15. Statistical Discrimination of Latex between Healthy and White Root Infected Rubber Tree based on Dry Rubber Content

    NASA Astrophysics Data System (ADS)

    Suhaimi Sulaiman, Mohd; Hashim, Hadzli; Faiz Mohd Sampian, Ahmad; Korlina Madzhi, Nina; Faris Mohd Azmi, Azrie; Aishah Khairuzzaman, Noor; Aima Ismail, Faridatul

    2015-11-01

    Dry rubber content (DRC) is one of main material existing inside latex. It is usually in ranged of 25% - 45% of rubber latex. Statistical analysis are done to determine the discrimination of dry rubber content of latex between healthy and white root infected rubber tree. Based on 150 rubber trees and 10 clones tested, parametric test which include normality test, error-bar plot, and paired samples test are done. The result outcomes have shown that both data of dry rubber content of latex for healthy and white root infected rubber tree are normally distributed. Error-bar plot test is clearly indicated that there is visible discrimination between both cases. Paired samples test are done to reinforce this findings in terms of numerical p- value which is found to be less than 0.05. Thus, this indicate overwhelming evidence that healthy group can be discriminated from white root. Conclusively, changes in DRC content in latex can be correlated with white root disease infections of rubber tree.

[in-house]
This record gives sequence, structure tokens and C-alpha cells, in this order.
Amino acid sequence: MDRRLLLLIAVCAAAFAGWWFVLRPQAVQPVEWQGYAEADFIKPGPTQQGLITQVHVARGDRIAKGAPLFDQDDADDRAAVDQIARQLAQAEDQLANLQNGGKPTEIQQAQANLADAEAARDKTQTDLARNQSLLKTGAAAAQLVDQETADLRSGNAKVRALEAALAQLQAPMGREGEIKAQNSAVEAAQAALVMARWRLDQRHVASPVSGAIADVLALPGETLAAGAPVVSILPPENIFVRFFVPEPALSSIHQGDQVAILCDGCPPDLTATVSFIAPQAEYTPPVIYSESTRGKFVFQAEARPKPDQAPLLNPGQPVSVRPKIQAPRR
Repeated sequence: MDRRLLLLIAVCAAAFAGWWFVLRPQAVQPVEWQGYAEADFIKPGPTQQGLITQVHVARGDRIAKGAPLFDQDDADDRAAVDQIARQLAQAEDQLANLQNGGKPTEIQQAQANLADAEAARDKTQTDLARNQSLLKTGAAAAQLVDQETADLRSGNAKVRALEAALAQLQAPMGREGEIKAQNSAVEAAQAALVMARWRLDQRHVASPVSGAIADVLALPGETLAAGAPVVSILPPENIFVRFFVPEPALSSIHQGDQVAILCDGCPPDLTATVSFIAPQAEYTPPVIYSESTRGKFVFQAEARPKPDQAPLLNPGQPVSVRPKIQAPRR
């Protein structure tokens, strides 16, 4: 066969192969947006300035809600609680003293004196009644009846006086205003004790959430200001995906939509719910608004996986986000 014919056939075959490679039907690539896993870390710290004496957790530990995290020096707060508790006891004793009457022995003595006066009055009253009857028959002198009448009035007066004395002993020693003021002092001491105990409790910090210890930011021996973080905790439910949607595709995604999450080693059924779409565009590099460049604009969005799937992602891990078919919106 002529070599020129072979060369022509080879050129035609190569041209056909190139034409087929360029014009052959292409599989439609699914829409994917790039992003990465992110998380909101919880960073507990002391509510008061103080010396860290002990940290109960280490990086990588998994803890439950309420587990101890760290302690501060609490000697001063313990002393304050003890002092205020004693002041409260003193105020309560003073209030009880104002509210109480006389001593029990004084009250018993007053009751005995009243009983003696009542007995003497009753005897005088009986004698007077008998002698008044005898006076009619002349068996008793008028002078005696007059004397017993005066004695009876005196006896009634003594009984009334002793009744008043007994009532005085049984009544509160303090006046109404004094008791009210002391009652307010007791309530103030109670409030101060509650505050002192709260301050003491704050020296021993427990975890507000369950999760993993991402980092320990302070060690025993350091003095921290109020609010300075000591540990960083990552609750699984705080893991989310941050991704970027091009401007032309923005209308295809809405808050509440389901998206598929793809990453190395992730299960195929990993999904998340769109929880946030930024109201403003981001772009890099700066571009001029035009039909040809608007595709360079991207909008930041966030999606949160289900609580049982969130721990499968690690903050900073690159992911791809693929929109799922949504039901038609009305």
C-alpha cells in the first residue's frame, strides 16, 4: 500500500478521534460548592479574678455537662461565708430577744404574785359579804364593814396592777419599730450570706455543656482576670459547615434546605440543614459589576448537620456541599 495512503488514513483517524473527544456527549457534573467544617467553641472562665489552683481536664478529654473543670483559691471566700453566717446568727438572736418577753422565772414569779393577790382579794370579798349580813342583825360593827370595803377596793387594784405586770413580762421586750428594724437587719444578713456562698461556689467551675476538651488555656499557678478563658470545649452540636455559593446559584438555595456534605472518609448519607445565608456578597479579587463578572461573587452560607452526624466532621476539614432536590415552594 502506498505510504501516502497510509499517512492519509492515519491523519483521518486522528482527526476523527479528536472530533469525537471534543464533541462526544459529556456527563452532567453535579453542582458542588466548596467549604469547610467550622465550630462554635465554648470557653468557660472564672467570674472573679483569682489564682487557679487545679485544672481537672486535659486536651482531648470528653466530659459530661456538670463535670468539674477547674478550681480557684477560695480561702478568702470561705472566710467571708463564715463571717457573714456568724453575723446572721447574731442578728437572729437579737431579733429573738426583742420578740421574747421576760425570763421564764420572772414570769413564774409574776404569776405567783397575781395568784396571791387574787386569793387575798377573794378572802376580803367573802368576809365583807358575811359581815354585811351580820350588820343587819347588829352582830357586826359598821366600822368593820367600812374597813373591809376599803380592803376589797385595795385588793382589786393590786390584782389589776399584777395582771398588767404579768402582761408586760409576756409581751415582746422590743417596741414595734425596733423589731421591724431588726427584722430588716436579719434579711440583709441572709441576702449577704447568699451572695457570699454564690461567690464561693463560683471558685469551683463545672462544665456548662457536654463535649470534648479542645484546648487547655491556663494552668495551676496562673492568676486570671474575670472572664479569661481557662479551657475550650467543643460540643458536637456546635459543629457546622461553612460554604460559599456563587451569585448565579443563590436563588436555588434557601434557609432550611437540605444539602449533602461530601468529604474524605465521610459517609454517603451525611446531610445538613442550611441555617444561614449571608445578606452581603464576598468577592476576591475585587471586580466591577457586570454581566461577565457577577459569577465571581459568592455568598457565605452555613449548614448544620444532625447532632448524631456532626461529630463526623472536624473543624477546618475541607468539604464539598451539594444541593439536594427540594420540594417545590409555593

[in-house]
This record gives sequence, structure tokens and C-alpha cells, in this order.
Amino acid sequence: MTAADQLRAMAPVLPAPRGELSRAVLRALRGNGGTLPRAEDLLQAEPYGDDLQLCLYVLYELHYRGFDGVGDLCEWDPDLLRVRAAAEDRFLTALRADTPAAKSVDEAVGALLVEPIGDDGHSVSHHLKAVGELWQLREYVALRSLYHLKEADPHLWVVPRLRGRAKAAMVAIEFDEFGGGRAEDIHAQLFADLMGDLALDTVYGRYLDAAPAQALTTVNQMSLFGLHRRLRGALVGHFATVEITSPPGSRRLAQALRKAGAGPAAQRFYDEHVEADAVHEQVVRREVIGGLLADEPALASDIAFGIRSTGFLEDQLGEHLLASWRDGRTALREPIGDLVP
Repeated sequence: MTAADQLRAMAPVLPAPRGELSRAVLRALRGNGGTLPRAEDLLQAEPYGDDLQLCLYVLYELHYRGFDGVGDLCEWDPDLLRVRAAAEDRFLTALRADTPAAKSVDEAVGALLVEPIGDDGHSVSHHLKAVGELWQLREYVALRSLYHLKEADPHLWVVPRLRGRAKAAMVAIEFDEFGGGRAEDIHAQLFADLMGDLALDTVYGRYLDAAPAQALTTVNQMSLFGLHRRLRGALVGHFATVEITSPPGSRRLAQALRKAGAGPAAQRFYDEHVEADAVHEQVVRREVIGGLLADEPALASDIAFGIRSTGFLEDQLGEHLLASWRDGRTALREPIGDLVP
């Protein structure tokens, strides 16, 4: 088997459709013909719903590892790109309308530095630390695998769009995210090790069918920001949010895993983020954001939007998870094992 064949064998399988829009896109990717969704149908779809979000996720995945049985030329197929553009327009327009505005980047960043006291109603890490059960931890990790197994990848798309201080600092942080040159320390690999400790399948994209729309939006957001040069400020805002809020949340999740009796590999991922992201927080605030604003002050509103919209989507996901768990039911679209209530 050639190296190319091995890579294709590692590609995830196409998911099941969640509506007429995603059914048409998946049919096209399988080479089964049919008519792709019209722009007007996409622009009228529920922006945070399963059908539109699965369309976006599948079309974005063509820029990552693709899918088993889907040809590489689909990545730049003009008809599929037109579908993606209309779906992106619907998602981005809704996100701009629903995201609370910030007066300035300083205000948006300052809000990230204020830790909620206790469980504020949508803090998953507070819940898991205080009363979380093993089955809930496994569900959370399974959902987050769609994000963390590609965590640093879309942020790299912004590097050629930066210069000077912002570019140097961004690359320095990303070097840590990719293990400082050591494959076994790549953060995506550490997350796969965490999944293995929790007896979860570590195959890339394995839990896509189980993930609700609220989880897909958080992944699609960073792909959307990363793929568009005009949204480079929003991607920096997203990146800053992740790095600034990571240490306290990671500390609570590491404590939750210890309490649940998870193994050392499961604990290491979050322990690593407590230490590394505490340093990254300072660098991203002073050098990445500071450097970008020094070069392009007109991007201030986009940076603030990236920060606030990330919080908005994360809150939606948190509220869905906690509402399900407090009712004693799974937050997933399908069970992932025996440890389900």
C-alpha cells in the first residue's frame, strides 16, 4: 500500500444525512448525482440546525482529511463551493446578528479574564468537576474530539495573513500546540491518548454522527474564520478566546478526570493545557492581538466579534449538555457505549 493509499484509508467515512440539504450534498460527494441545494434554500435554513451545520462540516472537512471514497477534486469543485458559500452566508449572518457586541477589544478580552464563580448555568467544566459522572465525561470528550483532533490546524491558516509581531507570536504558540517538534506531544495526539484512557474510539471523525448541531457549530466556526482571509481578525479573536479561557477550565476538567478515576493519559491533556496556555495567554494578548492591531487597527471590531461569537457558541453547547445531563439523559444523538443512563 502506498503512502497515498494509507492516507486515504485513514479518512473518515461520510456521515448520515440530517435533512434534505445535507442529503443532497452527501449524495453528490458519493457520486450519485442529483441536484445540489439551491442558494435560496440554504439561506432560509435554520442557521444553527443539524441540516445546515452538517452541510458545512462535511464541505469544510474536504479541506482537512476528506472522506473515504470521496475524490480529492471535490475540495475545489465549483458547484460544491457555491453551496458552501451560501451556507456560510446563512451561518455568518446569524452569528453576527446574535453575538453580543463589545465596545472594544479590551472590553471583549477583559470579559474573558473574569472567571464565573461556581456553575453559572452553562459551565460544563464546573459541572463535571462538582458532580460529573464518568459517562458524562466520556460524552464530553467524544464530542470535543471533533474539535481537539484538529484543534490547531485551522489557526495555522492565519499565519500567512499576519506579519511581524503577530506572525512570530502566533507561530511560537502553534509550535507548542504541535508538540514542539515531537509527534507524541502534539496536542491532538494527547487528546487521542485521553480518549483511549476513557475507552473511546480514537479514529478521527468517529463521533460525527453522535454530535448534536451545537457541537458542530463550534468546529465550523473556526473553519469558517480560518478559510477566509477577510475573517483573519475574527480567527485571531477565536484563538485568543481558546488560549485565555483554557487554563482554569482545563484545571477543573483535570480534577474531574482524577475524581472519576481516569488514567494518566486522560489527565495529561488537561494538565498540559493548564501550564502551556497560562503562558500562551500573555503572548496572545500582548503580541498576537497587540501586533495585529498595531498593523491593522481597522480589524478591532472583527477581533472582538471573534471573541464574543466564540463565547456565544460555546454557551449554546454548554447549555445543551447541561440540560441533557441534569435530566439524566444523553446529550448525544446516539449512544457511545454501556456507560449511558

16. Tolerogenic Dendritic Cells Derived from Donors with Natural Rubber Latex Allergy Modulate Allergen-Specific T-Cell Responses and IgE Production

    PubMed Central

    Escobar, Alejandro; Aguirre, Adam; Guzmán, María Antonieta; González, Rodrigo; Catalán, Diego; Acuña-Castillo, Claudio; Larrondo, Milton; López, Mercedes; Pesce, Barbara; Rolland, Jennifer; O’Hehir, Robyn; Aguillón, Juan Carlos

    2014-01-01